This year’s Wigtown Book Festival has taken audiences to some very dark places, but it has also been a celebration of life’s beauty and goodness, writes David Robinson
Monday, 28th September 2020, 12:12 pm
I don’t know about you, but I’m a complete stranger to the Hindu goddess Durga. She first came into being, Neil MacGregor told the Wigtown Book Festival on Saturday, because the male gods were making such a hash of getting rid of human evil.
She visits earth once a year (round about now, actually) but won’t come until a statue of her has been made, using wicker to bind earth specially picked from every part of the village. Symbols are placed at her feet of everything that is worrying the locals. At the end of Durga’s festival, her statue is taken to the Ganges, where it dissolves in the holy river.
As MacGregor pointed out, this is not only a “a beautiful bit of theological poetry”, but it involves the whole community: Durga will only come if everyone is involved, from lowborn to high, and from all parts of the village. And although there’s no comparison between a religious festival in northeastern India and a non-religious one in south-western Scotland, they both presumably have different fears to exorcise each year. What – apart from Coronavirus – would Wigtown’s be?
Intolerance would, I think, be near the top of the list. MacGregor elegantly made the case for polytheism as an effective historic bulwark against it: accepting other people’s gods enriched India’s culture and was the reason the Roman Empire lasted so long. But what about the present? How, asked AL Kennedy in a searing 15-minute poem prompted by Black Lives Matter, can whites – not least the “cleared and the clearing” Scots, “underfoot and then treading down”, “the victimising victims” – face up to the consequences of their racism? Or, to put it another way, as Anne Applebaum did, will the intolerance brought about by fake news doom democracy?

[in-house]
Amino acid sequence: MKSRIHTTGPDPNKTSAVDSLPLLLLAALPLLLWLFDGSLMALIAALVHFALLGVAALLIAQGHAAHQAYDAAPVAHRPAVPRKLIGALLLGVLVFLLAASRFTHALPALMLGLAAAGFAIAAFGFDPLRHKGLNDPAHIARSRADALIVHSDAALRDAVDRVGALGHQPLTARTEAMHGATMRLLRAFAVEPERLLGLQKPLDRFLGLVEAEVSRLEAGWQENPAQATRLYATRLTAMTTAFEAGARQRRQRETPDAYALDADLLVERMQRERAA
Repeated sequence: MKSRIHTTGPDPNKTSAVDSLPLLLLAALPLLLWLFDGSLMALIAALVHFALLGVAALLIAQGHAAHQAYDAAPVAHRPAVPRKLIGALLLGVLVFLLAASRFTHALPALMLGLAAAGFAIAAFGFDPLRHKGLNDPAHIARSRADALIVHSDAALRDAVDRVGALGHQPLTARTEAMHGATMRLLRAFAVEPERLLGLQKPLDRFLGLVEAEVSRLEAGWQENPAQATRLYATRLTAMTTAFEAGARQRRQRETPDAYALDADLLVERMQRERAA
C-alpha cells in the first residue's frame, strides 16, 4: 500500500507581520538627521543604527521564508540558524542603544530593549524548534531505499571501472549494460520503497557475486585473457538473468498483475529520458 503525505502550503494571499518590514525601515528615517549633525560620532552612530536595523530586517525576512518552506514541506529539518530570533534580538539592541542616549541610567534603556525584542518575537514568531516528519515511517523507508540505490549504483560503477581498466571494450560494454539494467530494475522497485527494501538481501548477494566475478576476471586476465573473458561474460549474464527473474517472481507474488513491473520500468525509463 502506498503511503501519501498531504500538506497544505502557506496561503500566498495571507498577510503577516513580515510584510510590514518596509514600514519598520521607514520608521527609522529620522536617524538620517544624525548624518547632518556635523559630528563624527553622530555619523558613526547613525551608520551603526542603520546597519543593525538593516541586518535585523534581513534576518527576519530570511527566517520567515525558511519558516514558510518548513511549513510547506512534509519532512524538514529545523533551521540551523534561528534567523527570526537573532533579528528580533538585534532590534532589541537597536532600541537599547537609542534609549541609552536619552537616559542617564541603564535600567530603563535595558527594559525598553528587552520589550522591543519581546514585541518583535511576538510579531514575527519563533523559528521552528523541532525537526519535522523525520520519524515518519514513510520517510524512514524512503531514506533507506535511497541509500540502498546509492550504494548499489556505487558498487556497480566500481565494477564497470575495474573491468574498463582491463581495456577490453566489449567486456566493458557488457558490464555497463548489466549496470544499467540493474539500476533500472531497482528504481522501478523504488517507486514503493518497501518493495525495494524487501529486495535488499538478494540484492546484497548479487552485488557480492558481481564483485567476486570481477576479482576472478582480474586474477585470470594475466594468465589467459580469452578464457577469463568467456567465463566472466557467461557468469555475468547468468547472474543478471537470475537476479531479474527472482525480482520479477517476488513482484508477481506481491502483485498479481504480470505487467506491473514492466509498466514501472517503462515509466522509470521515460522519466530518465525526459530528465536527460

Misogyny emerged as an unexpectedly strong theme in not just in criminologist David Wilson’s talk (two women a week, he pointed out, die in the UK because of male violence) but also that of former BBC China editor Carrie Gracie (who has given the £361K she won in her equal pay case to the Fawcett Society to fight similar cases). Alastair Campbell, meanwhile, took aim at the stigma still attached to mental illness. His event with Sarah Smith – check it out, along with everything else, on the festival’s excellent website – was informative (Martin Luther King was bipolar: who knew?), practical, and full of good ideas, like the Friendship Benches project in Zimbabwe, where widows trained to spot mental health issues offer help to those in need.
But a proper festival is a celebration of life’s beauty and goodness too, the local as well as the international. Both the performance of Ninian’s Gift by Alexander McCall Smith and Tom Cunningham, and Patrick Laurie’s talk on farming close to nature would come into that category. Even Shaun Bythell, Wigtown’s bestselling bookseller and occasional curmudgeon, had to admit that he’d seen a better side of human nature this year. One day in lockdown, a complete stranger, reading about the plight of bookshops, sent him a cheque for £300 with no strings attached. Sometimes it takes a plague year to appreciate the good things in life. Not just bookshops, but book festivals too.
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